Sunday, September 27, 2009

Squash blossoms for linner

Saturdays are special days--they're the days we pack so full of activities that we have to crash on Sunday to recover.
We started off our day with playtime: Christian ran off with the guys to play ultimate frisbey and I watched the daughter of one of those guys while they played. For those who don't know, Christian and I actually met playing ultimate frisbey, which is something of a miracle because I'm not exactly athletic. He always comes home sore, sweaty, and muddy, but I'm supportive.
That afternoon we invited a few friends over for linner--the meal that replaces lunch and dinner. We provided an apple-cider spiced pork loin, mashed potatoes, and drinks (smelled like Fall at our house!), and friends brought salad and, what was probably the highlight of the meal, spicy cheese-curd stuffed mini-bell peppers and fried squash blossoms. I usually think that the very name "cheese curd"is yucky enough to keep this cheese-loving girl from trying them, but oh my! those stuffed peppers were yummy...and cute! And I'm usually opposed to eating flowers, but I'll make an exception for squash blossoms (they're the flowers that grow on squash plants, in case you don't know--and I didn't). My friend Jessica had wanted to try them for a while, and she thought that my culinary-king hubby could help make them yummy. So together they came up with a seasoned cream cheese filling (rosemary, paprika for color, garlic, and a few other things) and fried them. Oh, so good. And odd, therefore fun to eat.
Afterwards, we ventured to the church for an ice cream social with the 3 wards and then watched the RS broadcast, which is often my favorite part of conference. Did anyone else notice how President Uchdorf's hair glowed in the dark? It was especially visible during Sister Beck's talk. And I loved how Sister Beck announced the change of name from Home, Family, and Personal Enrichment Meetings to just plain Relief Society meetings ("Let's just call them what they are!"). I always leave the RS Broadcast feeling like I'm not doing everything I ought to be doing, but that the Lord loves me and with His help I can do better. I also felt so grateful for the sisterhood of Relief Society, and for the stake I am in right now, where I know people from several wards and feel like I belong.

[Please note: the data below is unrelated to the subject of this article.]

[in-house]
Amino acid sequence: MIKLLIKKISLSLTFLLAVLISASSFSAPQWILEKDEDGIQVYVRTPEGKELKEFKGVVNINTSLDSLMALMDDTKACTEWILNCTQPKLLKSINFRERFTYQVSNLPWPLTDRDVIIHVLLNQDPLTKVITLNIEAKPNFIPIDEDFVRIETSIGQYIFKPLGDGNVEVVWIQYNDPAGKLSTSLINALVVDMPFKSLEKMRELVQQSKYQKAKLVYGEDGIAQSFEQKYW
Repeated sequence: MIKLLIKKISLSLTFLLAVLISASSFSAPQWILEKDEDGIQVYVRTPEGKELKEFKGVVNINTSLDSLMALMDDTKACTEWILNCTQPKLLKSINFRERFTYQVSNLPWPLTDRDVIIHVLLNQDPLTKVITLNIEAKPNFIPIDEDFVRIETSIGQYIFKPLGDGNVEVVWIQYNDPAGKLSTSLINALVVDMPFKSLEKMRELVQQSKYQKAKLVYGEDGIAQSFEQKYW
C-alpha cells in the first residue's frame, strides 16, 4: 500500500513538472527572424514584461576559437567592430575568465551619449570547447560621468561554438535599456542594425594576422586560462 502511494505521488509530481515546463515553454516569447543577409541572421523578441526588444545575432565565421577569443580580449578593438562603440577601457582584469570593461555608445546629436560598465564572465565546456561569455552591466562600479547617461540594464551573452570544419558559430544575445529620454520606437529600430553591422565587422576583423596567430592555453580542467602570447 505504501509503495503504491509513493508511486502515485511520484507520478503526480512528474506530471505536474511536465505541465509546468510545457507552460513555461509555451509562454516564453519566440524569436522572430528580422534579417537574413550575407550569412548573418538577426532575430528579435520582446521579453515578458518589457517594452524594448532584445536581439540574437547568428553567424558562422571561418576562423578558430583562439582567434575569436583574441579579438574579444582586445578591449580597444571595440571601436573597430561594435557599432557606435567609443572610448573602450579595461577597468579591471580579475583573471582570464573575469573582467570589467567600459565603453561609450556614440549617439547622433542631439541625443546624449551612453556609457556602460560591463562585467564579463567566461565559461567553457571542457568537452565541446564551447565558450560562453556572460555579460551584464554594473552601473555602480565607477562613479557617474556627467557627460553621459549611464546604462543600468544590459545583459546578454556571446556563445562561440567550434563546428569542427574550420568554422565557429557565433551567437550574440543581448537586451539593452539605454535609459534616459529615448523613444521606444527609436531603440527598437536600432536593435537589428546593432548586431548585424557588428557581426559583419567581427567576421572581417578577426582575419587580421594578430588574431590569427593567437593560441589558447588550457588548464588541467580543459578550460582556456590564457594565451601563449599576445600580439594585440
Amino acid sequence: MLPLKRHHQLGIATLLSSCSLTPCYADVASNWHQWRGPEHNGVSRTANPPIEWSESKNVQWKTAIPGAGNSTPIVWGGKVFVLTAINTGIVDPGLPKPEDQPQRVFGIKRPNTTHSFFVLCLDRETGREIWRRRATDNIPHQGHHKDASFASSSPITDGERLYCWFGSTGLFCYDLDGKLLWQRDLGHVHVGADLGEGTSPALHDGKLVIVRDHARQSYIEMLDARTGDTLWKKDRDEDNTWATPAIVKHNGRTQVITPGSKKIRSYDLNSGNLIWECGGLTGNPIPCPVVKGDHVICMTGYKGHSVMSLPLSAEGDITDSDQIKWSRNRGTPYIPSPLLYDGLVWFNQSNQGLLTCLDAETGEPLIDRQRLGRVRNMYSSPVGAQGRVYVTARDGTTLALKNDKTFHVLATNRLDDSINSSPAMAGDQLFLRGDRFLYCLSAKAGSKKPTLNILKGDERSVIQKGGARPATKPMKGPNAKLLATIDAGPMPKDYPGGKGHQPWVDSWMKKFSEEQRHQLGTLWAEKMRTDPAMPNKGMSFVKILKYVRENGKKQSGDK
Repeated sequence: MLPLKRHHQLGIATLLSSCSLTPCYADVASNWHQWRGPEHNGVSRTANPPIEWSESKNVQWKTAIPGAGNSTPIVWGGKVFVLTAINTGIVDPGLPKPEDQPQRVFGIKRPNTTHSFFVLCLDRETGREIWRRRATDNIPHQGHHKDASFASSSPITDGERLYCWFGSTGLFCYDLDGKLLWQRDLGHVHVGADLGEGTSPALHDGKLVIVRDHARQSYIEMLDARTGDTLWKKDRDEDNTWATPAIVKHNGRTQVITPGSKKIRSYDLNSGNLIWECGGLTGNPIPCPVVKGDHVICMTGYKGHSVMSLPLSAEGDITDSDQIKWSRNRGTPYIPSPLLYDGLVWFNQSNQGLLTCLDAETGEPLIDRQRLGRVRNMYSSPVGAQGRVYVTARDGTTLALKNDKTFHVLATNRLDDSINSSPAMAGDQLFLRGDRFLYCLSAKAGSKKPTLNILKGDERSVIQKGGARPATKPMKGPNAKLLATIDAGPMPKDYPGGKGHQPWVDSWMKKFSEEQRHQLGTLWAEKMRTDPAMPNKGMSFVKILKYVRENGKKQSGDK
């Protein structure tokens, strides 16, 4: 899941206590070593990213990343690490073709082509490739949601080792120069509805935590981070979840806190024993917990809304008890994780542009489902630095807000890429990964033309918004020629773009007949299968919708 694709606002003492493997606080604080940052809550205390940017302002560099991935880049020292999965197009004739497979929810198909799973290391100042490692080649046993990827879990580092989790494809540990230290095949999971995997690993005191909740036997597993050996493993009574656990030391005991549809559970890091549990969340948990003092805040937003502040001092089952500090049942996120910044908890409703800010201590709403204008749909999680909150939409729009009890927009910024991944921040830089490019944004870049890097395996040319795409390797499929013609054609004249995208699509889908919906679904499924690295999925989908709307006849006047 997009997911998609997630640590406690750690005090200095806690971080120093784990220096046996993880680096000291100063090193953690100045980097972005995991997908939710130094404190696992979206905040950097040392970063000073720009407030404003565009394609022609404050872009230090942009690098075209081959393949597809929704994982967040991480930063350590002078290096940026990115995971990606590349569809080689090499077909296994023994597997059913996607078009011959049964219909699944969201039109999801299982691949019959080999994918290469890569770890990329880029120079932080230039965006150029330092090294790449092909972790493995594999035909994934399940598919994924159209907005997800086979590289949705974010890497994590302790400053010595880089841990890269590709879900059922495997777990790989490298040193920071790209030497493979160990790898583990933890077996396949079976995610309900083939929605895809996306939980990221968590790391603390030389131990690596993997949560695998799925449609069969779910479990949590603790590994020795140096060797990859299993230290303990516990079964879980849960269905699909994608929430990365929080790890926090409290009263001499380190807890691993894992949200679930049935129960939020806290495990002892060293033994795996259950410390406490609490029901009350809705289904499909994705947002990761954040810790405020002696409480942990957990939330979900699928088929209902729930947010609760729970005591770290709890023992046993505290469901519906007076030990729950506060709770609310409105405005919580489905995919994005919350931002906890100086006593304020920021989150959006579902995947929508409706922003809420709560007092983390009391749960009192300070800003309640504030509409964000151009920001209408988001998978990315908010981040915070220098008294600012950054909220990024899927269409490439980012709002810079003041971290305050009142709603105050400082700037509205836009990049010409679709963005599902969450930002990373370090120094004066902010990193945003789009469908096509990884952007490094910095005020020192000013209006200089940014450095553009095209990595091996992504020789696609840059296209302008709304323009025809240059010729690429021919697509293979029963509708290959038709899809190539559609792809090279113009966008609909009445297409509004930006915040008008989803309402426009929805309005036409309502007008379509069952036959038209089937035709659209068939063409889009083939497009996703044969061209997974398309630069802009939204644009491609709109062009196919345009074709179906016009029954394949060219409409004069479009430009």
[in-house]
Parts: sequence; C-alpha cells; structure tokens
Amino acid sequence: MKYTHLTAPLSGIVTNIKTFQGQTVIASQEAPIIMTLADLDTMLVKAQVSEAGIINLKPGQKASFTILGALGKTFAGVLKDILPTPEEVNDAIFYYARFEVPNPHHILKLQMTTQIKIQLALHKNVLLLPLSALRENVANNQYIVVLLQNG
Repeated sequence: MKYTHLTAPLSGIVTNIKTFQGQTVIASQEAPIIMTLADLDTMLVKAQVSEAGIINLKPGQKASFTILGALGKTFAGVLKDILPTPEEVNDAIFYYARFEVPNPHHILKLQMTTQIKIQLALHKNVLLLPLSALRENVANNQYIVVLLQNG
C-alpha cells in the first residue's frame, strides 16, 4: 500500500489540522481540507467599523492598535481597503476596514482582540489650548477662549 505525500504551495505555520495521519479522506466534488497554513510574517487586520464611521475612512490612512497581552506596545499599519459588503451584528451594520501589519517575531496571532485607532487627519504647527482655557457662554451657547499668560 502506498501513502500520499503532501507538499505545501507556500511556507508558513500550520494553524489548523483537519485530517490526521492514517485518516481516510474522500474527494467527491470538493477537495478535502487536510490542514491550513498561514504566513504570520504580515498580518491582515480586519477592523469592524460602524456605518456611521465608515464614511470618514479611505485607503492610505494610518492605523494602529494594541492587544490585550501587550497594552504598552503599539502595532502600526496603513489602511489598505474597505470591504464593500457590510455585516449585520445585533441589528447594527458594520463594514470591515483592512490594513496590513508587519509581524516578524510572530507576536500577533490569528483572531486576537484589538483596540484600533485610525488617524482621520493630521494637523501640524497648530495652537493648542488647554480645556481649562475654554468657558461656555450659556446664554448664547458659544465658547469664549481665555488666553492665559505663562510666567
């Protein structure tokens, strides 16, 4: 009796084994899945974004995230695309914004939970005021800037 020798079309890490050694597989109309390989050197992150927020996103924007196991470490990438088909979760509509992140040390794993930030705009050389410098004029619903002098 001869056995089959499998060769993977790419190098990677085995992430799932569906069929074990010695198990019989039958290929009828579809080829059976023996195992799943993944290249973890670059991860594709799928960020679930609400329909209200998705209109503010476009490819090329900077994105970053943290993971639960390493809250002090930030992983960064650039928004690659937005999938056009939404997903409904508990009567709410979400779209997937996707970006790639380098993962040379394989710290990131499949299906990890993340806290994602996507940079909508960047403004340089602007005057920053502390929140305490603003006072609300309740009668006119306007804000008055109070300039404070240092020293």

Oh, and we left the broadcast early to run to Culver's for pumpkin spice shakes and watched the rest in the comfort of the Wesel's living room... :)
Overall, the good-kind of busy day.

Junk for sale

The other day my kids approached me with a proposition--they wanted me to make tons of lemonade and brownies so that they could have an impromptu lemonade stand to make lots of money. Always the supportive mother, I told them we'd have to do it another time. They countered with a more realistic offer--could I give them some old junk so that they could have an impromptu garage sale and make tons of money? Well, there's no harm in giving them junk, aside from the potential mess. They had an hour or so to lay out their garage sale and make up price tags. Unfortunately, nobody came so they didn't earn any money. We'll discuss marketing strategies at our next Family Home Evening. They did, however, successfully fill an hour with activity, without any arguing, and they actually did (mostly) clean up their own mess).

Friday, September 18, 2009

Life with Boys

We're still working on our back-to-school routine. Between my ASL class at the local community college, trying to go regularly to the YMCA, the girls' bus and homework schedules, and Christian's work trips, we've been pretty busy and haven't had what I would call a "regular" day yet. Plus, I've been a little sick and, therefore, slow.
Bye the way, I really enjoy being back in school. It took some getting used to, and most of the kids are younger than me, but I'm already excited about doing well. The biggest thing for me is to get practice signing with adults, and I'll definitely get that, especially since the teacher is deaf.